The World Bank reports that 64 million (12%) adults in Sub-Saharan Africa have mobile money accounts while globally only 1% globally say they have a mobile money account. The revolutionary mobile banking phenomenon seems to have gained massive adoption surprisingly, in Sub-Saharan Africa while most of the OECD and the developed countries have struggled to keep up pace with this new burgeoning innovation. The Global south must find an innovative solution to leapfrog financial infrastructure to compete with their Western counterparts and innovate using existing mobile banking infrastructure to enable financial inclusion.

Interoperable technologies that allow account ownership to move from having an account through a mobile money provider to a financial institution will also serve this use case very efficiently(e.g. Cloud computing). Mobile money is already very prominent in Sub-Saharan Africa as all 13 countries around the world where the share of adults with a mobile account is 10% or more are in Sub- Saharan Africa.

More adults also have a mobile account than an account at a financial institution and the system put in place will have to allow for easy integration of the different protocols. Surprisingly, in the poorest 40% of households in developing countries those with a financial account at a financial institution fell by 17 percentage points on average between 2011-2014 thus demonstrating either the inability or reluctance of financial institutions to provide financial services to the poor households. Financial products are also not provided to the majority of the poor who are unbanked and predominantly reside in rural areas whereas the most common way to withdraw that is ATMs are almost non-existent.

Remittances have been a source of capital inflow with World Bank reporting a $36 billion remittance inflow in 2016. Majority of these transactions are conducted in cash and a percentage of those are conducted over the counter (OTC). OTC is when the senders and receivers did not use their own accounts but instead transacted in cash at the service provider, which transferred electronically on their behalf. In Sub-Saharan Africa 14 %( 270 million) of those without an account send or receive domestic remittances only in cash. Additionally, of the unbanked population, 5 %( 100 million) conduct their transactions over the counter. Both of these processes are inefficient and hard to track with AML and KYC done entirely paper based and manually.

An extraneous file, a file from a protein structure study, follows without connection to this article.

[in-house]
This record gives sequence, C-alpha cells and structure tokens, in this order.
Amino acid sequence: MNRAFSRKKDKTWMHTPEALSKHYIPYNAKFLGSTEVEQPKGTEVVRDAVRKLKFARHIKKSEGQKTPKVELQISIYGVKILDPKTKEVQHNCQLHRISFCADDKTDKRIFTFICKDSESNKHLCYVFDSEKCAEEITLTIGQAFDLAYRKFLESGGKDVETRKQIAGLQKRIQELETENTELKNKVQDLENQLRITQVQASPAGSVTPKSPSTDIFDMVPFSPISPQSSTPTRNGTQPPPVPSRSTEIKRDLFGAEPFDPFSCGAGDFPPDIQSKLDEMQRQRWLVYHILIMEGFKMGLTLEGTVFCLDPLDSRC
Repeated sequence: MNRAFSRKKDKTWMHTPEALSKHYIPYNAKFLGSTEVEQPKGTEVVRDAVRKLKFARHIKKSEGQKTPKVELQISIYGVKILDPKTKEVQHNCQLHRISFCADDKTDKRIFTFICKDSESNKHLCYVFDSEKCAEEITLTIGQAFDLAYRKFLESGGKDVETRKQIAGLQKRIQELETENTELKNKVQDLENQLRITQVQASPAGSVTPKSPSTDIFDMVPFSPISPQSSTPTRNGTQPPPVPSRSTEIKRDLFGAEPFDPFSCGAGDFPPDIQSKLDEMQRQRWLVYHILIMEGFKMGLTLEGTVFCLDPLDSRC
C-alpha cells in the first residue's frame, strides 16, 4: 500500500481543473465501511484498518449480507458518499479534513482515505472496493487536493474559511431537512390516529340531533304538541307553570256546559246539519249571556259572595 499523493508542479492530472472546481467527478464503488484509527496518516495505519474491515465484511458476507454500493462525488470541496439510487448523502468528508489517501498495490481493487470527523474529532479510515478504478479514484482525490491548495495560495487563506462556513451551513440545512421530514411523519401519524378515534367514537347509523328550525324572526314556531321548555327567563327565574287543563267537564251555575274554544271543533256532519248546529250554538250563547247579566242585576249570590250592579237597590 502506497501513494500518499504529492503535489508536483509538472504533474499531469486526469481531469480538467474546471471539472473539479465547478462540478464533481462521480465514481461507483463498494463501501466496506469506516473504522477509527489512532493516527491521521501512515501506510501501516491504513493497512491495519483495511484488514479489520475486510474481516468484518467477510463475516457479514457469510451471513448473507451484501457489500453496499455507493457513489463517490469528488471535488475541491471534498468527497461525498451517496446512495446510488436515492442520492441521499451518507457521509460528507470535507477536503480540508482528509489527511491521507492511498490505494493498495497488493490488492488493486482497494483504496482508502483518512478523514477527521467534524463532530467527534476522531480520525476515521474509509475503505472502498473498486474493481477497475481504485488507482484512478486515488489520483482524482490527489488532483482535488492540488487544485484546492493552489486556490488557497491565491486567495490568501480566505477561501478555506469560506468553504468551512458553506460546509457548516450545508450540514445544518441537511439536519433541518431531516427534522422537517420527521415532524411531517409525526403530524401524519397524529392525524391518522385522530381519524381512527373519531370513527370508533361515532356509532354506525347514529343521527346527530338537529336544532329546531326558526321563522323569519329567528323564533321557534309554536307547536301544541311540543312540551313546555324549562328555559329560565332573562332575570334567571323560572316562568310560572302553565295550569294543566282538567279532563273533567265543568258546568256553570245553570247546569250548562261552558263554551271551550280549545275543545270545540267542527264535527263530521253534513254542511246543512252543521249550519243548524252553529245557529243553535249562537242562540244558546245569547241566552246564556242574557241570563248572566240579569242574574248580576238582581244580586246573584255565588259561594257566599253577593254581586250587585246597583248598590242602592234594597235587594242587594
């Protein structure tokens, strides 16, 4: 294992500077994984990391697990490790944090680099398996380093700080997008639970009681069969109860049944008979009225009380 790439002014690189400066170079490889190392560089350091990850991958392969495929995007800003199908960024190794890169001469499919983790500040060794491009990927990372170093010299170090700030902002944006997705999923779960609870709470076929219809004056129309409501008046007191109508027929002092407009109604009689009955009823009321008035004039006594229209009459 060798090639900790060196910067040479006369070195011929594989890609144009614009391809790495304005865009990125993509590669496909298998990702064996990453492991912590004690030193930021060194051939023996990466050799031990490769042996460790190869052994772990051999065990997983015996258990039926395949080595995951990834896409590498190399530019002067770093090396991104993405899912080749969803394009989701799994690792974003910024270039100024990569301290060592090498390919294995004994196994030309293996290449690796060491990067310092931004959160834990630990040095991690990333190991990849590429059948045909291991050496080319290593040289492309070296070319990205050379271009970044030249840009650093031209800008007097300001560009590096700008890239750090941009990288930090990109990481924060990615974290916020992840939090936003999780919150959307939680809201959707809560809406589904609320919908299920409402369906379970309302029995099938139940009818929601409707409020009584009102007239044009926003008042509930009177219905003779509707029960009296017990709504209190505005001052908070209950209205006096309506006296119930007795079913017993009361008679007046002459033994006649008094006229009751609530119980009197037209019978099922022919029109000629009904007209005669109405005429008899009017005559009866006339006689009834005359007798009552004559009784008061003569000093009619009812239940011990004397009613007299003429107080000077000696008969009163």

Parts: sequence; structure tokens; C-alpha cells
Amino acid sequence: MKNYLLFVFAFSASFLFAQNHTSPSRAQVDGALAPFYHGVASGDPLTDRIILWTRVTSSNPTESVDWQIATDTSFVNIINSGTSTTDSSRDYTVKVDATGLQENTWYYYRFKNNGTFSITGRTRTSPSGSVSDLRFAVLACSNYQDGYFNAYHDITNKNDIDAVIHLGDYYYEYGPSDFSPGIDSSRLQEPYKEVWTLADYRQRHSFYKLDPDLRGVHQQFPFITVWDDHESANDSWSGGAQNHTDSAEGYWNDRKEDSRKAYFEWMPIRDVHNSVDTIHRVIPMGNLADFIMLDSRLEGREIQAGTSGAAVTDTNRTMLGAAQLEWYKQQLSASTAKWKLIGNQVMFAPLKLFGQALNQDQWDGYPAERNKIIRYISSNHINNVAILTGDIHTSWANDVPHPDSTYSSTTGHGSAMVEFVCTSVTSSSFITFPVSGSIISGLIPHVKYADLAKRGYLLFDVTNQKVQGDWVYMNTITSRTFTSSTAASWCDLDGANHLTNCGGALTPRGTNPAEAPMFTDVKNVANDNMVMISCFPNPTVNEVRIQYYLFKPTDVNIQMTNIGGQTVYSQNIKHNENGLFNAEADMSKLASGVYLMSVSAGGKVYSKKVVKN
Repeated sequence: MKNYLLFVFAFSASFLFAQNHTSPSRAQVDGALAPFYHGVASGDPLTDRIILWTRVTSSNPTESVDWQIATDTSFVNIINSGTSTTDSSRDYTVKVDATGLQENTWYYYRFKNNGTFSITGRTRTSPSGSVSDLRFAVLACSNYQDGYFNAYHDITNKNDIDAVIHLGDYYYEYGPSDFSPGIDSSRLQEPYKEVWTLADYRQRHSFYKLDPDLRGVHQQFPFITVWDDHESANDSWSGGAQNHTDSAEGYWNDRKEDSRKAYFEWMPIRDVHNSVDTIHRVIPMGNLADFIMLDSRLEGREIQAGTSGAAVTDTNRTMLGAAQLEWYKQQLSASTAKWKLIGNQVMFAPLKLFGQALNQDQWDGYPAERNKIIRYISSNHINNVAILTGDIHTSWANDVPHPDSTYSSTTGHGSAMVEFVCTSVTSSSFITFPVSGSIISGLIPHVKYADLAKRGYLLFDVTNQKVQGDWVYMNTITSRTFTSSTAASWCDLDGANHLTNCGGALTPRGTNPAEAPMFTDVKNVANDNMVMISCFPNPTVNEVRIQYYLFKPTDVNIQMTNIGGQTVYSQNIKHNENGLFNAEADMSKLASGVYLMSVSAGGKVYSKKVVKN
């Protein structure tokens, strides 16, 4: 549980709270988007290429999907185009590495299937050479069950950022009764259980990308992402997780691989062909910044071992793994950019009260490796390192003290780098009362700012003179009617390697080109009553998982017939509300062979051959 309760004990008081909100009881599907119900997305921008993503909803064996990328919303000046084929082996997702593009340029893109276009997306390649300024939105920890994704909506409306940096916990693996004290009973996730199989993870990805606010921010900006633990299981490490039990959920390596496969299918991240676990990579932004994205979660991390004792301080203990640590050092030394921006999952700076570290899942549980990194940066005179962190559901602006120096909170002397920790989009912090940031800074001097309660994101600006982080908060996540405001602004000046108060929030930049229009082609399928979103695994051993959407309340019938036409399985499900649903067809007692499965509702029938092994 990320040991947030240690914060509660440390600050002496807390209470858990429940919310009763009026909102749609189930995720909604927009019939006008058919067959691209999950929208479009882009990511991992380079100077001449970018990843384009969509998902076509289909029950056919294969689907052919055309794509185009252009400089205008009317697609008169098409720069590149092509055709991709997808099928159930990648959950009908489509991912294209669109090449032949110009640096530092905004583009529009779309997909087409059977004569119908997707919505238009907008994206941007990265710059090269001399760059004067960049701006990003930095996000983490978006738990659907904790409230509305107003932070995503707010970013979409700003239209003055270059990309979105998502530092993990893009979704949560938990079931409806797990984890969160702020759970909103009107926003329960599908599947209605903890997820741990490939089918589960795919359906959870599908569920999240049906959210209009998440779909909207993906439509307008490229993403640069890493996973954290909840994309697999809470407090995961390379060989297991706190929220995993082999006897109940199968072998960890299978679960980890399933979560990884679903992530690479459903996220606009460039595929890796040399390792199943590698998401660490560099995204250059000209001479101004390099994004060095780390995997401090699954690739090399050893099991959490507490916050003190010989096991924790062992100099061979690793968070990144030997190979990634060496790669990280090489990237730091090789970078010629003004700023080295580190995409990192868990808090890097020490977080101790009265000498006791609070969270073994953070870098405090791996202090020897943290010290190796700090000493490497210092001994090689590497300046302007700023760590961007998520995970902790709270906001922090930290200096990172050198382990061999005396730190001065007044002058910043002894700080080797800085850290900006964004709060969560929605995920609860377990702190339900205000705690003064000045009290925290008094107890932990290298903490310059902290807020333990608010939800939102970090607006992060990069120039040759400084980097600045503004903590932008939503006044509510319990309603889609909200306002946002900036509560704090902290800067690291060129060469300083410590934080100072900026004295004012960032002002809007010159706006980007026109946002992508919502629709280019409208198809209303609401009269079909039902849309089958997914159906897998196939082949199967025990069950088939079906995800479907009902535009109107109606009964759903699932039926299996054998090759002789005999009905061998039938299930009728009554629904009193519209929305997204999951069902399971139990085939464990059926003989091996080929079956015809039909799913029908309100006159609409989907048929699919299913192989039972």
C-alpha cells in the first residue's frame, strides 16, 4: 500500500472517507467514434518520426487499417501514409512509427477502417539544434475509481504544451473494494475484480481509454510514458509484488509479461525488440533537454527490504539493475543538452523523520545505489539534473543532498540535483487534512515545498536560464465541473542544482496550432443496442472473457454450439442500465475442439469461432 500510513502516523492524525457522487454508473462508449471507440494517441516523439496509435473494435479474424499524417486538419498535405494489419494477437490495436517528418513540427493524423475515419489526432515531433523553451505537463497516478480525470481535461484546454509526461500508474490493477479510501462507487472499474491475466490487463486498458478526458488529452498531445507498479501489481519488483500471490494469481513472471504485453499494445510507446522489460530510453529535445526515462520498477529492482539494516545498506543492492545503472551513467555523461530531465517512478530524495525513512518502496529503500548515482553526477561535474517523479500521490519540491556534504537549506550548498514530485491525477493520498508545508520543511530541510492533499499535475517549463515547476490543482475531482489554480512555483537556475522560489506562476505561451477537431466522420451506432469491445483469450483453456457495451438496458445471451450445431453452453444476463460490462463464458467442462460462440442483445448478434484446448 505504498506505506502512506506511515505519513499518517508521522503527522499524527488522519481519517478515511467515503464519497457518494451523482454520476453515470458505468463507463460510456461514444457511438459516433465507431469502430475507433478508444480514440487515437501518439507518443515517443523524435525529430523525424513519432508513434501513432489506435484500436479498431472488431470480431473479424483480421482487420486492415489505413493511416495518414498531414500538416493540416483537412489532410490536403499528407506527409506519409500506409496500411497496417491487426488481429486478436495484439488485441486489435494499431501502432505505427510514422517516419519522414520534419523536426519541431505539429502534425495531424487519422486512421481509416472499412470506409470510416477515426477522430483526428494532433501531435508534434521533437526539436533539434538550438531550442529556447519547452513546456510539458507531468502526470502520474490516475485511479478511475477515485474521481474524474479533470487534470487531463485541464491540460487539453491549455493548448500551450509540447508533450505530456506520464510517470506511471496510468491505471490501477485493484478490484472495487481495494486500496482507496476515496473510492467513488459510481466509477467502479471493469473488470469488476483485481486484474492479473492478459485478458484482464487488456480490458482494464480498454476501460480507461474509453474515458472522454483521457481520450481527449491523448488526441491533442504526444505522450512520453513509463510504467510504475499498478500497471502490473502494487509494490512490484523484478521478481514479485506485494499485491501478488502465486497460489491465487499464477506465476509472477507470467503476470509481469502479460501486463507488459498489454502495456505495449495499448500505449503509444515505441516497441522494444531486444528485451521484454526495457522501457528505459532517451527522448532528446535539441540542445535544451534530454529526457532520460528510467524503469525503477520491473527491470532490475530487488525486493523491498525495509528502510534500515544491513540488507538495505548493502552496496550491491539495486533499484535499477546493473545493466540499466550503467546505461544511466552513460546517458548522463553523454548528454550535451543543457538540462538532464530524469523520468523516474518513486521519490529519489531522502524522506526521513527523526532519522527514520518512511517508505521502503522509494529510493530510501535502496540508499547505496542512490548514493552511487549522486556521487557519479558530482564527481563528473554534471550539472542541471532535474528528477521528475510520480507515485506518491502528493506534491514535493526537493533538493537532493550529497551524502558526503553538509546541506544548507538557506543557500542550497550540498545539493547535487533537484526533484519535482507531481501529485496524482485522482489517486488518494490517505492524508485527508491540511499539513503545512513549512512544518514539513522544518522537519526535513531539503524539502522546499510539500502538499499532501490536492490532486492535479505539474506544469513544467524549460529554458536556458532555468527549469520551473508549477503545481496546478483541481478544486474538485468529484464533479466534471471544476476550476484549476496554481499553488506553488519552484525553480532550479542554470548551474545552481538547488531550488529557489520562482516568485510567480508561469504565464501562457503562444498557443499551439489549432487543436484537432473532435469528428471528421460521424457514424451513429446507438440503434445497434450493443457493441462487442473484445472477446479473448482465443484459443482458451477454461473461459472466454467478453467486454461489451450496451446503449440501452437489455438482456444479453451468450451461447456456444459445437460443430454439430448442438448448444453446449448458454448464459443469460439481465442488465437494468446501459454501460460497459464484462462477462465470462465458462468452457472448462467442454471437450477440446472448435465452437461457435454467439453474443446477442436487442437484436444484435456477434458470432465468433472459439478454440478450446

Any Small Medium Enterprise (SME) and majority of businesses in developing economies also requires credit but the unsustainable micro-loans is their only option. We find this method unsustainable for a business to scale up and provide a consistent source of income for any entrepreneur. However, the risks involved with providing loans to undocumented, poor owners of SME’s seems too high for the majority of the financial institutions. Additionally, in developing economies, 29%of adults reported borrowing from family and friends, while only 9% have borrowed from a financial institution.

Conclusion

To take advantage of this increase of capital inflow to the developing world from mainly those in developed countries the developing world must find a solution using existing technologies that will introduce a large population in emerging economies to the global economy. This technology should be easy to use, costs must be significantly lower and the app must be easy to integrate with the majority of phones in the market.


References

Migration and Remittances Data

Level One Project